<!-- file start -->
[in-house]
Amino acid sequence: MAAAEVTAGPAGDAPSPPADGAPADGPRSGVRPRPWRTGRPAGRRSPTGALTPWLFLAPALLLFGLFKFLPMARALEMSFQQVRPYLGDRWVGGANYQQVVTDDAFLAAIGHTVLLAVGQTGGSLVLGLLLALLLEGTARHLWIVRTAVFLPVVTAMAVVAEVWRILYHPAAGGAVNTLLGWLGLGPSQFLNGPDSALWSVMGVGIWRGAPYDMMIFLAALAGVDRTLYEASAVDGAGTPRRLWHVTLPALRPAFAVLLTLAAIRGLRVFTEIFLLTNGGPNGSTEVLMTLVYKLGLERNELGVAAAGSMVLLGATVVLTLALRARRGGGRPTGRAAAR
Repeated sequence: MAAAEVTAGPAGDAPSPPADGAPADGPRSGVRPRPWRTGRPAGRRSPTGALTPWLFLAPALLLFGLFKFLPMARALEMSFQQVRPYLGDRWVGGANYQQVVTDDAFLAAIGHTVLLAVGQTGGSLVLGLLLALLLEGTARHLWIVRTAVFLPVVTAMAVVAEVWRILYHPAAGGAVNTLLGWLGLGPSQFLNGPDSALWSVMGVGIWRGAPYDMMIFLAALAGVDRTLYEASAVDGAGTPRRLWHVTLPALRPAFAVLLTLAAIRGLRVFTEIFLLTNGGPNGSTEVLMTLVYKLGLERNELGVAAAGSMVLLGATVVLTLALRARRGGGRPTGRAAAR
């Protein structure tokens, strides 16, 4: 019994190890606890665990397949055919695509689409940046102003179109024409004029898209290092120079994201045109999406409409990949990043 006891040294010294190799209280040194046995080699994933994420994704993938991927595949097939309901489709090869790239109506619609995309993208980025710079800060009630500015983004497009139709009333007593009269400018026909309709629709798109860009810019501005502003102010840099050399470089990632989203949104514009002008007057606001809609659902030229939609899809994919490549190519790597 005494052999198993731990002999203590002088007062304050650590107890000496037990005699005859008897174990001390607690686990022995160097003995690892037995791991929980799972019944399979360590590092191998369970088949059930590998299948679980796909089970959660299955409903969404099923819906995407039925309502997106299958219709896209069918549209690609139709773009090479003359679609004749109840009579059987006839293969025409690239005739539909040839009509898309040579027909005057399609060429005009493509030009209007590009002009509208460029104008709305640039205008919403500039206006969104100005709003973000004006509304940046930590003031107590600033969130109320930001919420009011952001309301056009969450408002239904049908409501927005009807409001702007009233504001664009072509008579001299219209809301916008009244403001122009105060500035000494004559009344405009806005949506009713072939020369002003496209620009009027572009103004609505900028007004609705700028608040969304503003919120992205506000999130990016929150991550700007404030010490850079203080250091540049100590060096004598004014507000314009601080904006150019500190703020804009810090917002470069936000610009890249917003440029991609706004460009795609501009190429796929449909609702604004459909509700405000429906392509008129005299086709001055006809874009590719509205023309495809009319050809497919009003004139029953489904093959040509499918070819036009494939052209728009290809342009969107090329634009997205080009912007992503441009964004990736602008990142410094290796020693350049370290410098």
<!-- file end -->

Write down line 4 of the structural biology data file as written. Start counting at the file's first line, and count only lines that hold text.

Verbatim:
């Protein structure tokens, strides 16, 4: 019994190890606890665990397949055919695509689409940046102003179109024409004029898209290092120079994201045109999406409409990949990043 006891040294010294190799209280040194046995080699994933994420994704993938991927595949097939309901489709090869790239109506619609995309993208980025710079800060009630500015983004497009139709009333007593009269400018026909309709629709798109860009810019501005502003102010840099050399470089990632989203949104514009002008007057606001809609659902030229939609899809994919490549190519790597 005494052999198993731990002999203590002088007062304050650590107890000496037990005699005859008897174990001390607690686990022995160097003995690892037995791991929980799972019944399979360590590092191998369970088949059930590998299948679980796909089970959660299955409903969404099923819906995407039925309502997106299958219709896209069918549209690609139709773009090479003359679609004749109840009579059987006839293969025409690239005739539909040839009509898309040579027909005057399609060429005009493509030009209007590009002009509208460029104008709305640039205008919403500039206006969104100005709003973000004006509304940046930590003031107590600033969130109320930001919420009011952001309301056009969450408002239904049908409501927005009807409001702007009233504001664009072509008579001299219209809301916008009244403001122009105060500035000494004559009344405009806005949506009713072939020369002003496209620009009027572009103004609505900028007004609705700028608040969304503003919120992205506000999130990016929150991550700007404030010490850079203080250091540049100590060096004598004014507000314009601080904006150019500190703020804009810090917002470069936000610009890249917003440029991609706004460009795609501009190429796929449909609702604004459909509700405000429906392509008129005299086709001055006809874009590719509205023309495809009319050809497919009003004139029953489904093959040509499918070819036009494939052209728009290809342009969107090329634009997205080009912007992503441009964004990736602008990142410094290796020693350049370290410098």